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Volume 28 : Issue 11 : "text" Format

Messages in this Issue:
  Re: "Broadband" (was Obama's Broadband Plan) 
  Re: termination fees, Any user reviews of the Magic Jack? 
  Vital Signs - A Note to the Wise on MySpace Helps
  Teenagers' Internet Socializing Not a Bad Thing
  Re: Restoring a 302-type telephone 

====== 27 years of TELECOM Digest -- Founded August 21, 1981 ======
Telecom and VOIP (Voice over Internet Protocol) Digest for the
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Date: Sun, 11 Jan 2009 10:21:38 +1100
From: David Clayton <>
Subject: Re: "Broadband" (was Obama's Broadband Plan) 
Message-ID: <1231629698.7077.11.camel@localhost>

On Sat, Jan 10, 2009 at 02:20:52AM +0000, David Clayton wrote:
> On Fri, 09 Jan 2009 17:18:06 -0500, Neal McLain wrote:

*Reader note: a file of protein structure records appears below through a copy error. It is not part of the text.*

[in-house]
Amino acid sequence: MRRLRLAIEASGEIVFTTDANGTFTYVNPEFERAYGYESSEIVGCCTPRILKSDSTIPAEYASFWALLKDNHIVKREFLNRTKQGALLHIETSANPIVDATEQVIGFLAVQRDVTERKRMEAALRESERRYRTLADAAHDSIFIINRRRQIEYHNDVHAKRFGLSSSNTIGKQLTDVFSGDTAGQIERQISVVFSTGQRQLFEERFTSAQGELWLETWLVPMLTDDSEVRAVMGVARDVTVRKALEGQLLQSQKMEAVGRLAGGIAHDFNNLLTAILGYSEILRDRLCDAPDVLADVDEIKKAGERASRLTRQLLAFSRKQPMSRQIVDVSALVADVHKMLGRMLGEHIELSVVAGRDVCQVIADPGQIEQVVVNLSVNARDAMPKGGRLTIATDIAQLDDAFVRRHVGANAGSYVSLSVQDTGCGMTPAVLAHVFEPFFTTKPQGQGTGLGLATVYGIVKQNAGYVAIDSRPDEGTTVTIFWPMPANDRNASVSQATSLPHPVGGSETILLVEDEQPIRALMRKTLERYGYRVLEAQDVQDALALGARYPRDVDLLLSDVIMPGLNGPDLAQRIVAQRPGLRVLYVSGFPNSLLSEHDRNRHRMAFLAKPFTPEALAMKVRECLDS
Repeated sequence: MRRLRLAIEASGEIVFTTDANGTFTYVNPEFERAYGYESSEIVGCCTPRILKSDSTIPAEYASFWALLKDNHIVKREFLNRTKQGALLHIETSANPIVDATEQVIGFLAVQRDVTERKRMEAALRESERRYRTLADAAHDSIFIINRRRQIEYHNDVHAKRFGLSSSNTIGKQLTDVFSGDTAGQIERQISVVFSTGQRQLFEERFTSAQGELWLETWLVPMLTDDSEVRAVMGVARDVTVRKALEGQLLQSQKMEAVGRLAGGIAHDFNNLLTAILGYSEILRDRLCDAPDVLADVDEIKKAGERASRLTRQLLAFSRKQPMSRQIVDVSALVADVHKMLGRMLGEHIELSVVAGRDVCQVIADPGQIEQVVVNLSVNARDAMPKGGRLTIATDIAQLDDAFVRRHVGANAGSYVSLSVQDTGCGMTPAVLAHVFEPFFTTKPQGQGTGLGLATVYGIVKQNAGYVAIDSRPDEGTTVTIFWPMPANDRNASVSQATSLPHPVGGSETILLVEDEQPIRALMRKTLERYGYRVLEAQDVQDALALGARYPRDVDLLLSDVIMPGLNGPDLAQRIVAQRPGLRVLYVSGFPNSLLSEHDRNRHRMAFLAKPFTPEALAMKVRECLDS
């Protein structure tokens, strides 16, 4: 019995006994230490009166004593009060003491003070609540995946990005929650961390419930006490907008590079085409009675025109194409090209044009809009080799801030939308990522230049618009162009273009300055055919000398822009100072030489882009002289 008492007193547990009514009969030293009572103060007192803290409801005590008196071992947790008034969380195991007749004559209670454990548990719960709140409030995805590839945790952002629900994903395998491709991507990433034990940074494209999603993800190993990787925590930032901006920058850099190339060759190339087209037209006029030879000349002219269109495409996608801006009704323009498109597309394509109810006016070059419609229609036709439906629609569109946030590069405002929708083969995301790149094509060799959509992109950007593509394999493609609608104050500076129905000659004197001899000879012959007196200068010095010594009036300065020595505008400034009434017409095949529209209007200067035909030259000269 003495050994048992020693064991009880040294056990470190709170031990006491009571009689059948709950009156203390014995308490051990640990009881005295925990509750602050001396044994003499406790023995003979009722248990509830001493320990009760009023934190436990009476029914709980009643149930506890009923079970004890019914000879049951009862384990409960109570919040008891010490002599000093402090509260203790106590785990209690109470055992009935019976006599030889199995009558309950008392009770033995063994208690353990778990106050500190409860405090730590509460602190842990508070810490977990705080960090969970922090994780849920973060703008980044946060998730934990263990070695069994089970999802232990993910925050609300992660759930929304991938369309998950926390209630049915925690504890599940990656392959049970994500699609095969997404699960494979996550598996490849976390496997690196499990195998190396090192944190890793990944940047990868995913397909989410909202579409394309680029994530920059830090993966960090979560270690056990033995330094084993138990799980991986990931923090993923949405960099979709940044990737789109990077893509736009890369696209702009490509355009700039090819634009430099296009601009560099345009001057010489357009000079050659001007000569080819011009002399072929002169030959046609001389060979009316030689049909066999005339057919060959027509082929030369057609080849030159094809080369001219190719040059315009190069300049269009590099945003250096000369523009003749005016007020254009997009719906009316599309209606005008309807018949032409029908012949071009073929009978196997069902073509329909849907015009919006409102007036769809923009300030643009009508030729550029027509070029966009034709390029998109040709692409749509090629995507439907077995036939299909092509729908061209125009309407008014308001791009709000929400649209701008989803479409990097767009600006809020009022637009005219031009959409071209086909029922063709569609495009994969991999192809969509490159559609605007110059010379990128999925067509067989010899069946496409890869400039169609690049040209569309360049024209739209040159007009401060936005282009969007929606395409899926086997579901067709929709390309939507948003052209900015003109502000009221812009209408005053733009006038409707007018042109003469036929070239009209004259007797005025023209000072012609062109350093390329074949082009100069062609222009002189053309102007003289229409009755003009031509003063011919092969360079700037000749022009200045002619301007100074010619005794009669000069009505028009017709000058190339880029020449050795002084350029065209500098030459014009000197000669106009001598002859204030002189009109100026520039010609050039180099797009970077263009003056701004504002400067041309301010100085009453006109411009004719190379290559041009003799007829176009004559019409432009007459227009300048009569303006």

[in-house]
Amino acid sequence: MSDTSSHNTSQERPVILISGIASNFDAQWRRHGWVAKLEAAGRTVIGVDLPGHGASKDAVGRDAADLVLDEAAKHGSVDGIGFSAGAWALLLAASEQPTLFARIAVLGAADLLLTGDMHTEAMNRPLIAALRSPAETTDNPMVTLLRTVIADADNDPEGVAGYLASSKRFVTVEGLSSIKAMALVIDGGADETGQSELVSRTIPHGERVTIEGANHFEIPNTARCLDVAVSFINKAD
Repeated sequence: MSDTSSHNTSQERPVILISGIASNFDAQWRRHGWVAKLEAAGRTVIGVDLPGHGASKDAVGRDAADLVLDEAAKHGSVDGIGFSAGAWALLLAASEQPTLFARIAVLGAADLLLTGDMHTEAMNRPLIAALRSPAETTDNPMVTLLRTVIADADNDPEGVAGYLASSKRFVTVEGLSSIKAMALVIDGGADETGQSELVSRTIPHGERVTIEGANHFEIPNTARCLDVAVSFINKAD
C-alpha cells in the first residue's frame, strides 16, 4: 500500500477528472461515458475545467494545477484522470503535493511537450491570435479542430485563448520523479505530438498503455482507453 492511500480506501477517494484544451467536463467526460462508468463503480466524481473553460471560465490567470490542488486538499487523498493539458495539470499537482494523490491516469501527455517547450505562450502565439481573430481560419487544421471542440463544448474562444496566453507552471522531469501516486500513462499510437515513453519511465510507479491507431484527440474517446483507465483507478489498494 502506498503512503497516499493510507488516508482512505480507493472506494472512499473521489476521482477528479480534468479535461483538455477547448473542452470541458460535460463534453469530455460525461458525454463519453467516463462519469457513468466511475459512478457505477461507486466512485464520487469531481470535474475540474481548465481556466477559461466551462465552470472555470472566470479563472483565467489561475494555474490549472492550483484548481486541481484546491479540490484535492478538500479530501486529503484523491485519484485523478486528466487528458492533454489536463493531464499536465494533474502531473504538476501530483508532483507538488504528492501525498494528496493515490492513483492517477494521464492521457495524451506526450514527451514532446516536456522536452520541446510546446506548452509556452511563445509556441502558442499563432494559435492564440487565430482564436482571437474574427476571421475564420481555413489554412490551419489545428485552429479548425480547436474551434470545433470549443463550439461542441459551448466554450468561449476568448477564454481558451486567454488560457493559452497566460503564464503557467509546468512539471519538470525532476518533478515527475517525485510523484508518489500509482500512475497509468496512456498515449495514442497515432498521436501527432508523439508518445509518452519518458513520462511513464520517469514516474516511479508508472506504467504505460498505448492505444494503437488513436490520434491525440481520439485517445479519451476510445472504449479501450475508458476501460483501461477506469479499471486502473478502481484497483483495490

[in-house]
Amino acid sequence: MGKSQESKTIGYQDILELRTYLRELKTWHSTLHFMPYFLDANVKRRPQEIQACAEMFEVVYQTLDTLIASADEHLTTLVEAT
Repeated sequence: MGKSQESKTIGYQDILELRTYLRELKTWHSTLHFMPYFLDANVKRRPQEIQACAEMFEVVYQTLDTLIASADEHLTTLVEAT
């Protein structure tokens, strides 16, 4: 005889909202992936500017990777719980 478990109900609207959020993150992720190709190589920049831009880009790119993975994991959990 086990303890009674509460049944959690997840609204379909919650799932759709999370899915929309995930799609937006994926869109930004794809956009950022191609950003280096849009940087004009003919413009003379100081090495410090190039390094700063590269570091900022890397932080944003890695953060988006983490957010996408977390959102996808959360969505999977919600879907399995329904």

>  > David Clayton asked:
>  > Can someone remind me when the term "Broadband" - which is a
>  > *specific* description of a particular usage of technology - was
>  > co-opted to then cover any sort of high- speed Internet service?...
> "Broadband" was used by the cable TV industry as far back as the
> mid-1970s, long before the internet existed. My first job in cable TV
> was in Madison, Wisconsin.  The city's circa-1974 cable TV ordinance was
> grandly called "The Broadband Telecommunications Franchise Enabling
> Ordinance."  The "broadband" network that resulted had a capacity of 12
> TV channels plus the FM band.  There wasn't enough programming available
> to fill even that much capacity.
Which is my point, "Broadband" is using disparate services on a common 
medium and can be used to provide high-speed Internet, but it is not